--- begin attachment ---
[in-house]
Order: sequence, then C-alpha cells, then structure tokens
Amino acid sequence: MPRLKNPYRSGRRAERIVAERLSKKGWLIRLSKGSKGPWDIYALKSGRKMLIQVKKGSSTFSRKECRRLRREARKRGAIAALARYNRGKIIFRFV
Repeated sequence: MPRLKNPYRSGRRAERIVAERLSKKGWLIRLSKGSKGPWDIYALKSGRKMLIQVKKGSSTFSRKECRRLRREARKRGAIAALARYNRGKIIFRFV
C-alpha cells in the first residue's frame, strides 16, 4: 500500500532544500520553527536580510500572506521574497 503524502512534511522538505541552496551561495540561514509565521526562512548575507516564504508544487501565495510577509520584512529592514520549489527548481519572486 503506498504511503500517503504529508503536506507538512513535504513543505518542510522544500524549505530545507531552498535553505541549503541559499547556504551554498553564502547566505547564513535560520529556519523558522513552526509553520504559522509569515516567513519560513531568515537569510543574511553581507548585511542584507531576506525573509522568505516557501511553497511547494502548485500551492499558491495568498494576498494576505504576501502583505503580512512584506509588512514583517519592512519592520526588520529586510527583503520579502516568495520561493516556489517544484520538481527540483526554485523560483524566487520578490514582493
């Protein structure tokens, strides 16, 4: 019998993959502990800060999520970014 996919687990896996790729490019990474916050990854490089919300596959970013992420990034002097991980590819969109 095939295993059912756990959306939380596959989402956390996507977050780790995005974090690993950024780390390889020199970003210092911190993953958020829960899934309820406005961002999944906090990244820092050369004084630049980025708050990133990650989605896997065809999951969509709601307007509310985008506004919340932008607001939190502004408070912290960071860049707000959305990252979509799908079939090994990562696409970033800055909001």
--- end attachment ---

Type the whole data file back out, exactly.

[in-house]
Order: sequence, then C-alpha cells, then structure tokens
Amino acid sequence: MPRLKNPYRSGRRAERIVAERLSKKGWLIRLSKGSKGPWDIYALKSGRKMLIQVKKGSSTFSRKECRRLRREARKRGAIAALARYNRGKIIFRFV
Repeated sequence: MPRLKNPYRSGRRAERIVAERLSKKGWLIRLSKGSKGPWDIYALKSGRKMLIQVKKGSSTFSRKECRRLRREARKRGAIAALARYNRGKIIFRFV
C-alpha cells in the first residue's frame, strides 16, 4: 500500500532544500520553527536580510500572506521574497 503524502512534511522538505541552496551561495540561514509565521526562512548575507516564504508544487501565495510577509520584512529592514520549489527548481519572486 503506498504511503500517503504529508503536506507538512513535504513543505518542510522544500524549505530545507531552498535553505541549503541559499547556504551554498553564502547566505547564513535560520529556519523558522513552526509553520504559522509569515516567513519560513531568515537569510543574511553581507548585511542584507531576506525573509522568505516557501511553497511547494502548485500551492499558491495568498494576498494576505504576501502583505503580512512584506509588512514583517519592512519592520526588520529586510527583503520579502516568495520561493516556489517544484520538481527540483526554485523560483524566487520578490514582493
């Protein structure tokens, strides 16, 4: 019998993959502990800060999520970014 996919687990896996790729490019990474916050990854490089919300596959970013992420990034002097991980590819969109 095939295993059912756990959306939380596959989402956390996507977050780790995005974090690993950024780390390889020199970003210092911190993953958020829960899934309820406005961002999944906090990244820092050369004084630049980025708050990133990650989605896997065809999951969509709601307007509310985008506004919340932008607001939190502004408070912290960071860049707000959305990252979509799908079939090994990562696409970033800055909001």